Sustaining Life at the Glory Glory Center
With 52 kids, house moms for each dorm and the additional staff it takes to care for the physical, spiritual, and emotional needs of each child, you can imagine the cost involved to keep the Glory Glory Center afloat. Through generous donations and campaigns over the last 5 years we have seen the Glory Glory Center transform from two small, damp rooms in the back of a church with a makeshift kitchen to an enclosed but spacious plot of land with 4 dorms, a medical clinic/church, a small but functional kitchen space, and the benefit of a team of women called to care for the 52 kids who are Haiti’s future.
Although the journey to now may have been long and challenging at times, it is clear God has had these kids and their future in his hands the whole time. While the dorms, medical clinic, gated barrier wall and simply having all 52 kids under the same roof (or roofs) may feel like a big check off, the work is not done. In fact, you might be surprised to know just how much has happened just this past summer.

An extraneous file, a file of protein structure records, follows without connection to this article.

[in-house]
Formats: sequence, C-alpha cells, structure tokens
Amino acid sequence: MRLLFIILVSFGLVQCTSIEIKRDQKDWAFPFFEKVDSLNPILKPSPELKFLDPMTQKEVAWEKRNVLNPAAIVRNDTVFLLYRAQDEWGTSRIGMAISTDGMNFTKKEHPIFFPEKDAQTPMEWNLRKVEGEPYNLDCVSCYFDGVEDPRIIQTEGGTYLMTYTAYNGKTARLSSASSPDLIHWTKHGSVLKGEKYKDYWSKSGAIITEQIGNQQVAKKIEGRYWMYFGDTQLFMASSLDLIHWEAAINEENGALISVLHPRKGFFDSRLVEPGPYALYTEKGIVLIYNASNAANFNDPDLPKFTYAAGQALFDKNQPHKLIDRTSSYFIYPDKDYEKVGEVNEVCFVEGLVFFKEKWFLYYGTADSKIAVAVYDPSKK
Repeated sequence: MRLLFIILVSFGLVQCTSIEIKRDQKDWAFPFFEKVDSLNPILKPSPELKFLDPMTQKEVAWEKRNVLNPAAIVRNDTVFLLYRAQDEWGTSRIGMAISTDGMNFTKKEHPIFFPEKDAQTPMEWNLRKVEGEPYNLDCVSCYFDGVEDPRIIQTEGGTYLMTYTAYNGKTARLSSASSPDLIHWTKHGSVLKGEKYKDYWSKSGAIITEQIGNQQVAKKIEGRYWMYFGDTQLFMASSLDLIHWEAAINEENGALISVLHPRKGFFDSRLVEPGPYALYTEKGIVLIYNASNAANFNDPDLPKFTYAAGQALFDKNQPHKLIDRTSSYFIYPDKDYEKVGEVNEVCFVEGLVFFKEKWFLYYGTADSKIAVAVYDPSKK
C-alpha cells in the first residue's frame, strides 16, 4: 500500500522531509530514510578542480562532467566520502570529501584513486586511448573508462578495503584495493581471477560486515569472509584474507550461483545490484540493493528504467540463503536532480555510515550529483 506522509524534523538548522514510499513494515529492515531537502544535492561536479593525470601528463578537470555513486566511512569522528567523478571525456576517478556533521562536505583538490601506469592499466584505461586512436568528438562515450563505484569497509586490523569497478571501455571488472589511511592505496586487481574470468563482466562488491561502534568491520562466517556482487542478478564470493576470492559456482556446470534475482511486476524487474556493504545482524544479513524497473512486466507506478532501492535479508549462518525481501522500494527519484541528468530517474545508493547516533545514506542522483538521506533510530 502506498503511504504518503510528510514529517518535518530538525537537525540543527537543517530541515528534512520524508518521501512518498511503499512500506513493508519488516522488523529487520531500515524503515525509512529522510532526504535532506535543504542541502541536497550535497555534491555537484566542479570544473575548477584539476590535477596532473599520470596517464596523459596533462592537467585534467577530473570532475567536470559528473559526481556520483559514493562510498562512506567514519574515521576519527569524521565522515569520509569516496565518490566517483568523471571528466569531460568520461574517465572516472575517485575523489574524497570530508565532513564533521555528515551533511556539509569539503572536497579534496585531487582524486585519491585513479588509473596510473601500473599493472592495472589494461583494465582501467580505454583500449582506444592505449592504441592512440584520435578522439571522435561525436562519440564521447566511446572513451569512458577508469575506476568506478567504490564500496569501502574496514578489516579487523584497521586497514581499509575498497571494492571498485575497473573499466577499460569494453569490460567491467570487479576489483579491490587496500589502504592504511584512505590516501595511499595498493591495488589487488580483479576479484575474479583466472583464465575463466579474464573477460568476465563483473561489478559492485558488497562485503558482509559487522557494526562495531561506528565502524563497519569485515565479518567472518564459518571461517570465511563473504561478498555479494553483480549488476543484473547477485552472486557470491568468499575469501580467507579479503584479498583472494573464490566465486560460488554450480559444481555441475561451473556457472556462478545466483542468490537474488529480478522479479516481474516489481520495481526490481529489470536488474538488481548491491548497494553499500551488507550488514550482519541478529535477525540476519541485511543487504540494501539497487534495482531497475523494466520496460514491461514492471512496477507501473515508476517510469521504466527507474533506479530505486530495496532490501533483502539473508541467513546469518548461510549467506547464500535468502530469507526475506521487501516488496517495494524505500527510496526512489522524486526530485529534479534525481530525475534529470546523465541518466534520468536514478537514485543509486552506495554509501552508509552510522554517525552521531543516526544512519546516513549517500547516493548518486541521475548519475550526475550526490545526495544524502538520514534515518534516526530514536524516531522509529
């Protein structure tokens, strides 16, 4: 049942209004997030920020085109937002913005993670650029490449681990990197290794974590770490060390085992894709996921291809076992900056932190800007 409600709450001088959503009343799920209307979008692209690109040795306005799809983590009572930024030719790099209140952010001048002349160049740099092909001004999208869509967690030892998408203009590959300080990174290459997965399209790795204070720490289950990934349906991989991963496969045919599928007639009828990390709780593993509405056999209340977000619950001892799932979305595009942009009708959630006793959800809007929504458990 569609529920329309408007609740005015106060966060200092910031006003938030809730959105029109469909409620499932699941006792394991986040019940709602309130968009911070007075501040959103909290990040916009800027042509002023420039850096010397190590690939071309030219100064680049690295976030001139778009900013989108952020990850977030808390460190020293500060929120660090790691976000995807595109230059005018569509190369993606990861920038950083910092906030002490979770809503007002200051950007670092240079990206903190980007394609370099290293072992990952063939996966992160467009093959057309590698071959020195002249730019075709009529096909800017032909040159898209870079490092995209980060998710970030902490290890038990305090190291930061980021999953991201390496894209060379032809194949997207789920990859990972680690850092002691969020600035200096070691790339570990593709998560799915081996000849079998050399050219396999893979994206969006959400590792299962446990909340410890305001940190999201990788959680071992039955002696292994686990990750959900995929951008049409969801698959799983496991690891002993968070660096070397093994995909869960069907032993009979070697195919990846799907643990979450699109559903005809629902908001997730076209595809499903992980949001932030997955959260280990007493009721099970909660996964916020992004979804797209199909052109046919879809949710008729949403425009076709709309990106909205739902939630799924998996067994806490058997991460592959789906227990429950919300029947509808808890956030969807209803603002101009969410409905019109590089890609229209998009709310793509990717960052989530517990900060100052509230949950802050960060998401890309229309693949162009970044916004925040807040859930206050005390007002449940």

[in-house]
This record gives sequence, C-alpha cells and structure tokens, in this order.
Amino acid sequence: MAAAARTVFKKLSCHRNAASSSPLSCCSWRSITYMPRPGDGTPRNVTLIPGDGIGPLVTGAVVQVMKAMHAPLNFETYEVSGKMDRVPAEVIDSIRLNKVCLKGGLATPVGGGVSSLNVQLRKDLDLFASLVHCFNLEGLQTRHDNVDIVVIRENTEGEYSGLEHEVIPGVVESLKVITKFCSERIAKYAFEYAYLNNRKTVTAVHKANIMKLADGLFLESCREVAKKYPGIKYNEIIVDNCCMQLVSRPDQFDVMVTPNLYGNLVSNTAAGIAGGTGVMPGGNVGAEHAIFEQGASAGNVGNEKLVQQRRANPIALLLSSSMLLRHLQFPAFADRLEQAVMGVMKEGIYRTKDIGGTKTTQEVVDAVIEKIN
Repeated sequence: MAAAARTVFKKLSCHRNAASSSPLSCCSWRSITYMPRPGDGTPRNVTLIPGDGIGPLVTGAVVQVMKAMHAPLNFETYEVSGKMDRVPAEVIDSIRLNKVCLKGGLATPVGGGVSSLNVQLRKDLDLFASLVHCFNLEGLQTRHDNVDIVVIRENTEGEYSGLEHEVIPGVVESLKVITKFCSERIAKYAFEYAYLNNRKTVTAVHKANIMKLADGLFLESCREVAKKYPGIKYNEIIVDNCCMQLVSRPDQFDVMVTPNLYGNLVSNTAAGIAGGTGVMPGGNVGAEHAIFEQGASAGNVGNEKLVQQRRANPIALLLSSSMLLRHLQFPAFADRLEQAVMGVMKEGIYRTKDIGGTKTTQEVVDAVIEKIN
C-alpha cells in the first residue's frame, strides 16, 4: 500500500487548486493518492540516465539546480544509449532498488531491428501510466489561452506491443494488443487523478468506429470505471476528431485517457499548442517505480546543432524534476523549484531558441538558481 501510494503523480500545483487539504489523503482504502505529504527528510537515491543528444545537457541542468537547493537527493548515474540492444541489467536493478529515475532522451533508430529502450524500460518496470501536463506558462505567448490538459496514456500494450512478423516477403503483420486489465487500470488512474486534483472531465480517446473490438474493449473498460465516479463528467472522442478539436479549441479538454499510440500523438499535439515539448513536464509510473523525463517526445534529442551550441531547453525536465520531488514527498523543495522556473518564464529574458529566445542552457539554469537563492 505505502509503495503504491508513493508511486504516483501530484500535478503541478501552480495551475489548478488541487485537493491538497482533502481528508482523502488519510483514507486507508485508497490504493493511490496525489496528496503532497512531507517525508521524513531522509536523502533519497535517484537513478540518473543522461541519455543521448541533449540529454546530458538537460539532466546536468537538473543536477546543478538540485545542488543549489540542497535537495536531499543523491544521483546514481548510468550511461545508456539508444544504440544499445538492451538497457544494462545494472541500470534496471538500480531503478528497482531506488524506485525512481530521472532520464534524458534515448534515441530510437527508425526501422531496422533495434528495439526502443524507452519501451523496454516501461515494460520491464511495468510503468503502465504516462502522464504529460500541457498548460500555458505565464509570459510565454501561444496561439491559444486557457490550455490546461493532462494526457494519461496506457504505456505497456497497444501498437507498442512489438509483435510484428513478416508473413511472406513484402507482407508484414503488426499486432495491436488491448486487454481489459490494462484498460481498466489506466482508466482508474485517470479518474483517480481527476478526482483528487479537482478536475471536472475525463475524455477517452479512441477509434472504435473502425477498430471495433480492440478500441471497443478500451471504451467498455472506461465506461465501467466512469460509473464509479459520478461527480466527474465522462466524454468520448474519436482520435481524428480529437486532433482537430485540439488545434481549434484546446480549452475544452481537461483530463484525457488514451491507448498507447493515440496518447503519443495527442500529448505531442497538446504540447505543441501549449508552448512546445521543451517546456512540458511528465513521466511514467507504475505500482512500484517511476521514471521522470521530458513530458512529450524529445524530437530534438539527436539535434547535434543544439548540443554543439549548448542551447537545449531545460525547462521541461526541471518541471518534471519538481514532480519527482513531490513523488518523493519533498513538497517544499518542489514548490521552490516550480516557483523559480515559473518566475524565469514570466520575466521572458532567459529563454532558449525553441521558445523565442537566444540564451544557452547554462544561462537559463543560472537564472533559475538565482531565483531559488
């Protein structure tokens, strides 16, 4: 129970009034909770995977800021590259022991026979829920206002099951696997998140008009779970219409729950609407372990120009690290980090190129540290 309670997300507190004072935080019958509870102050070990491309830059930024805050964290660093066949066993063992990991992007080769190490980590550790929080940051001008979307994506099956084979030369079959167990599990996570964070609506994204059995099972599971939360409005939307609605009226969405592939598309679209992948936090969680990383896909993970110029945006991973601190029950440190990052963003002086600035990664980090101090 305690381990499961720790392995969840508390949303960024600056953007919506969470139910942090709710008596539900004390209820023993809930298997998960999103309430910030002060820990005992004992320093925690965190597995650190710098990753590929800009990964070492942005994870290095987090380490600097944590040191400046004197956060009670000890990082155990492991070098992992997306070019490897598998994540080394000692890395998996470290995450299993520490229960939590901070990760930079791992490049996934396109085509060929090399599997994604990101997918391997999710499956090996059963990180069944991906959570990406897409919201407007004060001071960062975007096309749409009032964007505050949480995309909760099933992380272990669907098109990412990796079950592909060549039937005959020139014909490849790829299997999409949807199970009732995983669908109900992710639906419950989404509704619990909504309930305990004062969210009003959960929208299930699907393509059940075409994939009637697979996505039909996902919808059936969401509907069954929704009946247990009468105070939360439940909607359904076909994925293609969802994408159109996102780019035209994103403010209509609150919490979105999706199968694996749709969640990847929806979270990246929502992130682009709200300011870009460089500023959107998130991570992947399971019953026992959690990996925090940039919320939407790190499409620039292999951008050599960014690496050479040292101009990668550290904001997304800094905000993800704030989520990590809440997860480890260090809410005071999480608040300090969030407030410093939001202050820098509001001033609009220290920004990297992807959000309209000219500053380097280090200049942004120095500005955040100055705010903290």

The goal of the Glory Glory Center has always been to build and develop it in such a way that sustainability initiatives would reduce operating expenses at the site and produce enough income to ensure the Center would be self-sustaining within 5 years. Since last December, five (5) separate initiatives have been started with the support of the Mariners Church Men’s Ministry and in partnership with Harvest Craft and Evolution Haiti. These initiatives include ISOM (International School of Ministry) mobile Bible school, tree planting, several chicken coops, sewing business, and a livestock and crop program scheduled to launch in October 2015.
Over the next few months, in this newsletter, we will be detailing each of these sustainability initiatives and the benefit they are having on the Glory Glory Center. In the meantime, feel free to learn more about our two partners—Harvest Craft and Evolution Haiti—and make sure to check out this video regarding the importance of investing in small, in-country organizations and how sustainability initiatives such as these benefit the people of Haiti.